Wednesday, April 2, 2008



She's blind. She carries a sword and a balance. The sword to impart swift punishment for wrongs that have been committed, and the balance to weigh out recompense to right those wrongs.

What, then, would you think our lady Justice might say an eleven year old girl's physical integrity is worth? What might Justice say the punishment should be for the rape of a young girl? How much does that impartial lady take in order to balance that scale, to right that wrong?

A year. No, LESS than a year.

The jury reached a verdict today in the local trial of Eddie Scott, a former college football player accused of, and on trial for, the rape of an eleven year old runaway girl in July of 2006. The girl is said to have been raped by up to eight men that day, although only Eddie and one other, Mackey Davis, were charged. Davis plead to a lesser charge and a reduced sentence (less than one year in jail) in return for his testimony against Scott. After a grueling trial though, the jury ruled that the lack of physical evidence (there was no DNA evidence linking Scott to the girl, nor any other witness testimony placing Scott with the runaway), combined with the relatively weak testimony of Davis weren't sufficient to prove Scott's guilt beyond a reasonable doubt.

There was no discussion as to why none of the other six men in the apartment that day were charged--either with rape, or as accessories.

It's a fishy story: eight men in an apartment, and a girl is raped (by perhaps two men, but by as many as eight). One participant is charged, and testifies against another (who gets off) in exchange for a slap on the hand. None of the others are implicated (despite the fact that Scott admits that he saw the girl being taken to a back room by two of the men, and that he later saw the girl performing illicit acts with one of the men).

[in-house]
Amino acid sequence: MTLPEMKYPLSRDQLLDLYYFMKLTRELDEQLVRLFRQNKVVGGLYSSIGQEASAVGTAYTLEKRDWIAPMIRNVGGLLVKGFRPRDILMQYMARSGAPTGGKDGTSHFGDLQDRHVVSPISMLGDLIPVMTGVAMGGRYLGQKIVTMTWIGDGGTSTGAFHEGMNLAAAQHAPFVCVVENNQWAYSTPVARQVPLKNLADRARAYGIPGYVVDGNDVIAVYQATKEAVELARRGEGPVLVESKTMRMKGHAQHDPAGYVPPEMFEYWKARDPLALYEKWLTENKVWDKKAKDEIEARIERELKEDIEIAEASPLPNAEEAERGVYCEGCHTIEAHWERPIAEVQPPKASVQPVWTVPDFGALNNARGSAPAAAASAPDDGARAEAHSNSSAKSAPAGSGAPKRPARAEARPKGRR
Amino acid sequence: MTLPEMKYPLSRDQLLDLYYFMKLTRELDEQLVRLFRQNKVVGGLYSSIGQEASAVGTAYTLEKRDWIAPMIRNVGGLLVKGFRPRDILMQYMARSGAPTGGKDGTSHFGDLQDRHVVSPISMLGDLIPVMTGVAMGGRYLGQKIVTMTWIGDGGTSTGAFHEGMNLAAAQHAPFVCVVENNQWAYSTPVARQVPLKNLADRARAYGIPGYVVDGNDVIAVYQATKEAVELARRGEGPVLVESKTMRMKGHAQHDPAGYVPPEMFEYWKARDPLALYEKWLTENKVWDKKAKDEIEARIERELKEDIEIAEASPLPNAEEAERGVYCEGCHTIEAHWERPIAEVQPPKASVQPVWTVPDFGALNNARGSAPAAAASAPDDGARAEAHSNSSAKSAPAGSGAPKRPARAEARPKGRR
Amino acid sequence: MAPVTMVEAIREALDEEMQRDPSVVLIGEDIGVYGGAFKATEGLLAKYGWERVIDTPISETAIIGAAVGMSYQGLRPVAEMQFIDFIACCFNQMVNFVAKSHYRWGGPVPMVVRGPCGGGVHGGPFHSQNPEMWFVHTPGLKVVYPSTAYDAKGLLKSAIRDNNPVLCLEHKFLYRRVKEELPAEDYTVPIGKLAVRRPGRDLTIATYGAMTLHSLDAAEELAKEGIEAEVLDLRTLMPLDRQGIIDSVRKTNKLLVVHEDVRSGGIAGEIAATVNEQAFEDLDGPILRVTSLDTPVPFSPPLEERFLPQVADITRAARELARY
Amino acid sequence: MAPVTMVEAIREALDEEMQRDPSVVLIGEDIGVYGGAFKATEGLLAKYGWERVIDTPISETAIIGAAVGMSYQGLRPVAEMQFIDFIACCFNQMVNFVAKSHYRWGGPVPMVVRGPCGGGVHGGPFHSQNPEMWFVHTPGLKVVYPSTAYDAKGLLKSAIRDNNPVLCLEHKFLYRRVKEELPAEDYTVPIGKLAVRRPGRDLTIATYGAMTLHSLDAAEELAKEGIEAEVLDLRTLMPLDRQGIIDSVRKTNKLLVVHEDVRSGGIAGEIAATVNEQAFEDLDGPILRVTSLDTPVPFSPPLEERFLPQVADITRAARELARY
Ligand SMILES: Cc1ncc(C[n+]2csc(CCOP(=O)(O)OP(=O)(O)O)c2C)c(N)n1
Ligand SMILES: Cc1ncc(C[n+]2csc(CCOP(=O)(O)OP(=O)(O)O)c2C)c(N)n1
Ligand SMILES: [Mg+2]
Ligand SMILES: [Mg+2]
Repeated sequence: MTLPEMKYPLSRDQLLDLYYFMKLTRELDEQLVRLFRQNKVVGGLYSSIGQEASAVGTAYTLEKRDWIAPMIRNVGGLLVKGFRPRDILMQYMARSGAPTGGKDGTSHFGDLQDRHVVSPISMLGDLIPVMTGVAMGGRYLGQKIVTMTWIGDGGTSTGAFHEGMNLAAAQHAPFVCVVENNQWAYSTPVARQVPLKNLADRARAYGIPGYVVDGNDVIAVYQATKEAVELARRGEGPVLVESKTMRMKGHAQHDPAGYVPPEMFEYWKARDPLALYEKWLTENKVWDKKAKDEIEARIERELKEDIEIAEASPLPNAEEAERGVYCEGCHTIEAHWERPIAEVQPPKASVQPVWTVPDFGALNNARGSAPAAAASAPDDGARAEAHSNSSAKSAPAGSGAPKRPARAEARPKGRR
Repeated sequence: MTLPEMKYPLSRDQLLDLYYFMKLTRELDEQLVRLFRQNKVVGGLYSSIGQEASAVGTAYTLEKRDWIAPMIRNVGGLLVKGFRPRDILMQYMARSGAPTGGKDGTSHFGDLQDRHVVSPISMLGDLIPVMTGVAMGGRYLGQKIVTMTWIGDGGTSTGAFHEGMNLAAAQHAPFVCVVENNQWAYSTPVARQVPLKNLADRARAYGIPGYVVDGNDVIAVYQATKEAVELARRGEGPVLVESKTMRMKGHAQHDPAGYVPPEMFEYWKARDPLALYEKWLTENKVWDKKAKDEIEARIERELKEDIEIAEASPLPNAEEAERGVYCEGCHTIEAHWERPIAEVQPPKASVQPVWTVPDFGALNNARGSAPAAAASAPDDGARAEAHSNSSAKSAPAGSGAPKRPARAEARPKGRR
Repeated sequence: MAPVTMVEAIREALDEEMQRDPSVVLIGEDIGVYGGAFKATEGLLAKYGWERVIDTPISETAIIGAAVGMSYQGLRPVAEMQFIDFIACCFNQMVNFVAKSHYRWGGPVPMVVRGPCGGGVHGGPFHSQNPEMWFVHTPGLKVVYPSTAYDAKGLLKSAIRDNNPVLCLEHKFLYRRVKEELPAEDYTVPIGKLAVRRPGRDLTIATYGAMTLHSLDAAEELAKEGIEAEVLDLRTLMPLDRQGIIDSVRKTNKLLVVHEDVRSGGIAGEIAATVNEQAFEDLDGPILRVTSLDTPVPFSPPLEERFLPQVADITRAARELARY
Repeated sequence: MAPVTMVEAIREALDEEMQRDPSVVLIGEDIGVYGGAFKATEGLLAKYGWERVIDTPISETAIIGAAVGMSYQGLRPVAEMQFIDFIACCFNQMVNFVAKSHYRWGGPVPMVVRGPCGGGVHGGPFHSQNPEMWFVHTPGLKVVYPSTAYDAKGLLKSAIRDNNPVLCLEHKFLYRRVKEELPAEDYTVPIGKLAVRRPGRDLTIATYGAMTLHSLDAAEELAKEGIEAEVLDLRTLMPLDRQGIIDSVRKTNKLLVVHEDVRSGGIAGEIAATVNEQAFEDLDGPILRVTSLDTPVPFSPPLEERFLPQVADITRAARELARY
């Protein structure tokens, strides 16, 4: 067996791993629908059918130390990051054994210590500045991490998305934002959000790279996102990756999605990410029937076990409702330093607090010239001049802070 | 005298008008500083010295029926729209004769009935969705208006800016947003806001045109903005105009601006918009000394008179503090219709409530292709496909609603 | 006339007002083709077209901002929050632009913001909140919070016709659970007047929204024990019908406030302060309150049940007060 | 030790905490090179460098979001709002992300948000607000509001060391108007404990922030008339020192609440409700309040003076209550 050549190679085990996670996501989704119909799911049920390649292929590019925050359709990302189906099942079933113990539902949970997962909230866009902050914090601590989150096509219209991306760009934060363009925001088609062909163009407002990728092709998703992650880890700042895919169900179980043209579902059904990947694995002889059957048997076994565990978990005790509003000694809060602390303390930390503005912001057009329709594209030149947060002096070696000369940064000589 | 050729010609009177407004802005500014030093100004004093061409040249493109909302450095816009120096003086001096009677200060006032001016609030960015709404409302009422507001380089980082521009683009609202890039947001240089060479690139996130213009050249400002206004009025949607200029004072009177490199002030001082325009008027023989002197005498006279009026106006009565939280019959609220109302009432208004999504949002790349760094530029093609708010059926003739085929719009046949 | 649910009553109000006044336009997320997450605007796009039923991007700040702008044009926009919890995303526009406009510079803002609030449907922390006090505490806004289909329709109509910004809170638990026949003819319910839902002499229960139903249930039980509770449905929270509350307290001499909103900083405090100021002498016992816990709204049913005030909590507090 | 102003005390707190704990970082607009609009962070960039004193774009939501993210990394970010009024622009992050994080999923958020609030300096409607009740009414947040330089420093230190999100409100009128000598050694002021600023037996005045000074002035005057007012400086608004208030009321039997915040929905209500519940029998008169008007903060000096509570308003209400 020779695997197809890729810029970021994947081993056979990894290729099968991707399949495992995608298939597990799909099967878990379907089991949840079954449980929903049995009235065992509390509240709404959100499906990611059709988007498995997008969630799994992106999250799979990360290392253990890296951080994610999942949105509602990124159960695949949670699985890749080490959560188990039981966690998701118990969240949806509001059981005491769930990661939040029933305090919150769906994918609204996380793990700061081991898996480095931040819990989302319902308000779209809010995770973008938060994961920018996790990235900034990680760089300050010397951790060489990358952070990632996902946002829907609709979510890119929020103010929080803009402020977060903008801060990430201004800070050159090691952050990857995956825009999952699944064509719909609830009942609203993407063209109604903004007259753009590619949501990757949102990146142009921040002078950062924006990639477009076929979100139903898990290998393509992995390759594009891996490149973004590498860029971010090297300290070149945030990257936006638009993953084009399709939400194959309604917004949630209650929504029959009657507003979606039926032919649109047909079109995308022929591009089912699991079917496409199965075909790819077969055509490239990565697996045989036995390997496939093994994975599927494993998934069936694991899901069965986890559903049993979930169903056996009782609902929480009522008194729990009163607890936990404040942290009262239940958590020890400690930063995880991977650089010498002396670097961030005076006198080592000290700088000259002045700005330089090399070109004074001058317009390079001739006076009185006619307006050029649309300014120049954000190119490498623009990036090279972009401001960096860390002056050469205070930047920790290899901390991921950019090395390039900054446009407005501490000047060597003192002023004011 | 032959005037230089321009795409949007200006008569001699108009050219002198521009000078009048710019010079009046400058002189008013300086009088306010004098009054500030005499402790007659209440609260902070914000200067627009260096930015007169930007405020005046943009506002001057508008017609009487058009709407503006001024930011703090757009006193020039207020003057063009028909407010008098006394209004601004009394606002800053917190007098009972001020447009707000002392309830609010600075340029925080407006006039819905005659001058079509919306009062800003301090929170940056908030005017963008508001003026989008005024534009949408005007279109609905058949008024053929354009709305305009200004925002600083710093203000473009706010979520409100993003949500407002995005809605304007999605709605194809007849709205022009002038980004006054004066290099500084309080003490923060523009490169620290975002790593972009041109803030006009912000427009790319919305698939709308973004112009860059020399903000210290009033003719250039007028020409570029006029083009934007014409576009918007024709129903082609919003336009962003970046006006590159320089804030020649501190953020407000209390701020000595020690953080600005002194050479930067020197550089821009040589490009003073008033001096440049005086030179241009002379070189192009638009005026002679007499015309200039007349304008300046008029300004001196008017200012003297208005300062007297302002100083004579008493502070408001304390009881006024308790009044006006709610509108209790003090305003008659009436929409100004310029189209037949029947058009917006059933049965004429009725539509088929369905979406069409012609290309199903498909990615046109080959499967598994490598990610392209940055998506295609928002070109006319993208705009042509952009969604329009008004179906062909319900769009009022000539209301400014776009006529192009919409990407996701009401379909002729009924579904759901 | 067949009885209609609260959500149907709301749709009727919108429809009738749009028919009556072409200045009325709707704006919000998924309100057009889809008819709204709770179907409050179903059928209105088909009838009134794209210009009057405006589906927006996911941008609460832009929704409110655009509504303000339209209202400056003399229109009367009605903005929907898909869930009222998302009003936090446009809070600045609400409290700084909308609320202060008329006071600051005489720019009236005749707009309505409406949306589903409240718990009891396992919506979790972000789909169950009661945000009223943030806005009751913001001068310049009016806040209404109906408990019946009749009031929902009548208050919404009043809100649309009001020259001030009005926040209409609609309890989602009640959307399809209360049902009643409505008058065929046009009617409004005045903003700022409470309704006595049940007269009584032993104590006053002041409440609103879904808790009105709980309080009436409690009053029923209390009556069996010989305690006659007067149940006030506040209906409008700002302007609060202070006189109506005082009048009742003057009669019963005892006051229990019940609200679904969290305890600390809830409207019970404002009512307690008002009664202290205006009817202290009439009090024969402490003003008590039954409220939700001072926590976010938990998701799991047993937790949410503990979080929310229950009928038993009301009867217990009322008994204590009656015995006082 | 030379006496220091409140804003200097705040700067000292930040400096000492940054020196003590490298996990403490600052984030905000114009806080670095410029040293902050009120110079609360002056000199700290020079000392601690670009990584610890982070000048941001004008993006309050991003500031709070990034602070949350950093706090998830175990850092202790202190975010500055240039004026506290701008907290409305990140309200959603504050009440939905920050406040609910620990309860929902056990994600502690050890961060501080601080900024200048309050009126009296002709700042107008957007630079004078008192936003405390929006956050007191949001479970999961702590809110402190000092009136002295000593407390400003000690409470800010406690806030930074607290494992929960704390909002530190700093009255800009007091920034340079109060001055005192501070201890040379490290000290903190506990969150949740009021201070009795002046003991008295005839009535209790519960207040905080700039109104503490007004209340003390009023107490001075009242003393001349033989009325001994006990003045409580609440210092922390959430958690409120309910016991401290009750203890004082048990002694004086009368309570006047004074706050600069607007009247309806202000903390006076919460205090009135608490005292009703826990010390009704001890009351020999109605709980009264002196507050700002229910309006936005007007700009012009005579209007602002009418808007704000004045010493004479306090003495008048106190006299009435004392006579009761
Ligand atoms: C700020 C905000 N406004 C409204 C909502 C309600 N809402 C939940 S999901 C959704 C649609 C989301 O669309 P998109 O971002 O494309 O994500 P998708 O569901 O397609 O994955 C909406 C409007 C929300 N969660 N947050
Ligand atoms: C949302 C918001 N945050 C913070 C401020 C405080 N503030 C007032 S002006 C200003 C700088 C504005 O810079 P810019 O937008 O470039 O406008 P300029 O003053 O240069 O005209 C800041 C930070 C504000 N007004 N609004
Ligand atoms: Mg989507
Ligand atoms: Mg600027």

And after all is said and done, Justice says that the rape of an eleven year old girl is worth less than a year in jail.

And with that, the scales of justice are once again in balance.

And life continues, with all once again right in the world.

Is that Justice? Have the scales really been balanced, or have we deluded ourselves into believing so? Shouldn't a violated eleven year old at least have the consolation of feeling as though a jury of her peers deemed her violated body more valuable than a measly year?

Justice is not meant to right wrongs, I think; otherwise, this could not have happened. Justice is meant to make the masses feel better about society as a whole.

And THAT--THAT'S a travesty.


Anonymous said...

I agree that this is absolutely terrible. The only thing that I would add is that the one person that made a plea bargin to tell on the others was the ONLY one that had DNA evidence against him. Hmmm...I guess he's not on trial.
Also, the girl is nowhere to be found so we are unable to hear her side of the story. She is a run-away still.
From the description of the crime scene, meaning the attitude that was portrayed to the other lady in the house by the young girl of indifference,as well as from the group-home background of the young girl, she was obviously a victim of such abuses before this incident (which doesn't make it right, but if you knew more about the cycles of abuse, it changes the case a hair).
I'm just not sure that the one who made the plea bargain should still get off with that bargain after DNA evidence was found against him. That is where I believe Lady Justice has failed.

Mrs. Willman said...

I also believe justice failed, the guy that testified against his friend for a plea bargain, should indeed be tryed again, since he did have DNA evidence he was with the girl. I think they police investigation should have been done a lot better, since there was someone that witnessed and heard of the others being with the girl. She left the house and then called the police. There is no balance, justice was not served correctly. There should be no plea bargain with less than a year. Who learns of this with little punishment given? Our prisons are full and there little or no help to fully transform the prisoners. They often are repeat offenders.